How I Do Hand Plane Rehabs #4: Painting the Base

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Blog entry by HokieKen posted 11-18-2016 04:06 PM 1360 reads 0 times favorited 2 comments Add to Favorites Watch
« Part 3: Preparing the Body and Sole Part 4 of How I Do Hand Plane Rehabs series Part 5: Polishing and Refinishing »

At the end of the last entry, we had our plane body stripped of the old japanning and ready to be painted. I picked up some paint and got our plane done yesterday.

I got my paint at Advance Auto Parts. It’s Dupli-Color Engine Enamel in gloss black:

Like I said in the previous blog, I’m not sure whether the gloss or semi-gloss is a better match but I prefer the look of the gloss. If you’d rather try the semi-gloss, it’s #DE 1635. I also pointed out that normally, I spray a self-etching primer before painting. But, most people just spray this stuff on bare metal so I’m going to be trying that with this plane.

Before I paint, I take a soft brass wire brush and scrub the plane then I clean it well with acetone. You can use mineral spirits or other solvents if you have them on hand. Just make sure they don’t leave any residue behind.

I wipe the acetone on an area liberally then immediately wipe it off with a clean rag. I repeat that process on each area to be painted until the clean rag comes off the plane clean. That way I know there is no residue. Once the whole thing is thoroughly cleaned, I wipe it all down and let the acetone evaporate.

Now I’m ready to spray the plane. I threw my old paint booth away so I had to build a new one since it’s too cold outside to paint.

Fancy huh? Crack a window or door and this is perfectly adequate for what I’m doing.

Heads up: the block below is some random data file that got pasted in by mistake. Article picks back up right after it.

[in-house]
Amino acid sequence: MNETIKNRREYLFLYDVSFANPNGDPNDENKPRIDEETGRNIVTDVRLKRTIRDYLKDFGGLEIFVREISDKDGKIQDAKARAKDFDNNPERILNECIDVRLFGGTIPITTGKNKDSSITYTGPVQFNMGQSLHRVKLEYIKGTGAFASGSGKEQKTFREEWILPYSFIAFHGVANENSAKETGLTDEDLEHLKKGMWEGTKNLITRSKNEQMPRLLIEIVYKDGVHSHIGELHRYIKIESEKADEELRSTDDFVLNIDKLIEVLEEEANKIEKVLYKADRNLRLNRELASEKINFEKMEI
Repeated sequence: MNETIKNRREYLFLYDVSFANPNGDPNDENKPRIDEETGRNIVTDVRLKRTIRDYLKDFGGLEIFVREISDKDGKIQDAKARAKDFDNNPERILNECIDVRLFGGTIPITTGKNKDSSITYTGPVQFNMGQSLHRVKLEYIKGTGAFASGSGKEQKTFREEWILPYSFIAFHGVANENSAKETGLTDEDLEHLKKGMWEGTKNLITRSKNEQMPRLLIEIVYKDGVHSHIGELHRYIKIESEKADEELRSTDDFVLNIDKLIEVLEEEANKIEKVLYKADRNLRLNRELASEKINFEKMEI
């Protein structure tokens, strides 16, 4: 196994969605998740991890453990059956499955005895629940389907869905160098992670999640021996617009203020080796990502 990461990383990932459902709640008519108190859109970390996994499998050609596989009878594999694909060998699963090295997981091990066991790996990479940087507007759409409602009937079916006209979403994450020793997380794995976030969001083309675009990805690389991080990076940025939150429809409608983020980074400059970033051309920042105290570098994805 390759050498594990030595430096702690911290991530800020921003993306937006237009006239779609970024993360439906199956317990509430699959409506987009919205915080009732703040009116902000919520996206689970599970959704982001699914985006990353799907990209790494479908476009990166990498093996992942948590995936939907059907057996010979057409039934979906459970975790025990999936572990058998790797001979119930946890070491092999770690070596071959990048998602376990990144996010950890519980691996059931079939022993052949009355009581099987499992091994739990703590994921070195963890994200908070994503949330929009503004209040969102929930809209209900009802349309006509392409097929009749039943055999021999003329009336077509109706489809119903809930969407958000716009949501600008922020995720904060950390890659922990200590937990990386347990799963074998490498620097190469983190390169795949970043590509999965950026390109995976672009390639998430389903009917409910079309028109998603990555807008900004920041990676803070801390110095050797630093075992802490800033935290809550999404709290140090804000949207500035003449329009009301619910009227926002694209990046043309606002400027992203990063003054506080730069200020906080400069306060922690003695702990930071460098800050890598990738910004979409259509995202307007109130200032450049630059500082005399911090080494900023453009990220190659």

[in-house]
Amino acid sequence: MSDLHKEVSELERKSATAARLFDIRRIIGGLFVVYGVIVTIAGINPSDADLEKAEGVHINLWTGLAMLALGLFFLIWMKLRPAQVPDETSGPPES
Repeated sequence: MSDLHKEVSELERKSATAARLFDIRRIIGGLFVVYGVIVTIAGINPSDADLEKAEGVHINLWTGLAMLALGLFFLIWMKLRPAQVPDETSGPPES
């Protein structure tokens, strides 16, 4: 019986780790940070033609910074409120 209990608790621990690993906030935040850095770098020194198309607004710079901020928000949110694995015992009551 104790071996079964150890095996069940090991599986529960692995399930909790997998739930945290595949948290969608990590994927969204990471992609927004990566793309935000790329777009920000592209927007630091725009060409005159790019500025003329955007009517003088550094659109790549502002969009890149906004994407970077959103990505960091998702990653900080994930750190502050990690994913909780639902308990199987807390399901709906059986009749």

Now I’m pretty much just going to do like the can says. I shake it well to make sure it’s mixed and spray a coat on. The first and second coats are light coats. Just a quick pass over the full length, flip the plane around and a quick pass on the other side. You can see after 1 coat I don’t even have full coverage.

I wait 10 minutes then spray a second coat the same way. After 10 more minutes, I spray the third coat but this one is a bit heavier and I make sure I have full coverage. Don’t forget about the ends at the heel and toe if you’re painting them. Here is after the 3rd coat.

I made a bit of a bonehead move when I took the above picture and bumped my fancy paint booth. Some little cardboard dust floated down into my paint :-( Oh well, nothing to be done about it. I’ll cover them with the fourth coat. If necessary, I’ll go back and sand it a bit and spray an extra coat BUT NOT UNTIL AFTER AT LEAST 7 DAYS.

The application window on this paint is critical. You have an hour from when you start spraying to get all your coats on with 10-15 minutes between coats. After that, you can’t spray it again for 7 days. You do not want to violate these times (they are specified on the can). DAMHIKT

I spray my 4th and final coat. I had enough time to get another coat on if I needed to but we should be good with 4. Here we are after the final spraying:

So there we have it! The cardboard particles that got on aren’t visible but give a slight “texture” to the surface. It’s cast iron so it’s not terribly noticable. Unless there turn out to be problems with adhesion, I’ll leave it like it is. If I do decide to repair it down the road, I’ll just sand it down smooth with some wet/dry paper and spray another thin coat on.

Next time, we’ll polish up our hardware and see what we’re gonna do about the wooden tote and knob.

Thanks for reading! Comments and questions are welcomed.

-- Kenny, SW VA, Go Hokies!!!

2 comments so far

View Redoak49's profile


4358 posts in 2599 days

#1 posted 11-18-2016 05:21 PM

Interesting blog showing the details…..thanks

View Roger's profile


21030 posts in 3415 days

#2 posted 12-18-2016 09:25 PM

Coming along nicely. Luv the paint booth

-- Roger from KY. Work/Play/Travel Safe. Keep your dust collector fed. [email protected]

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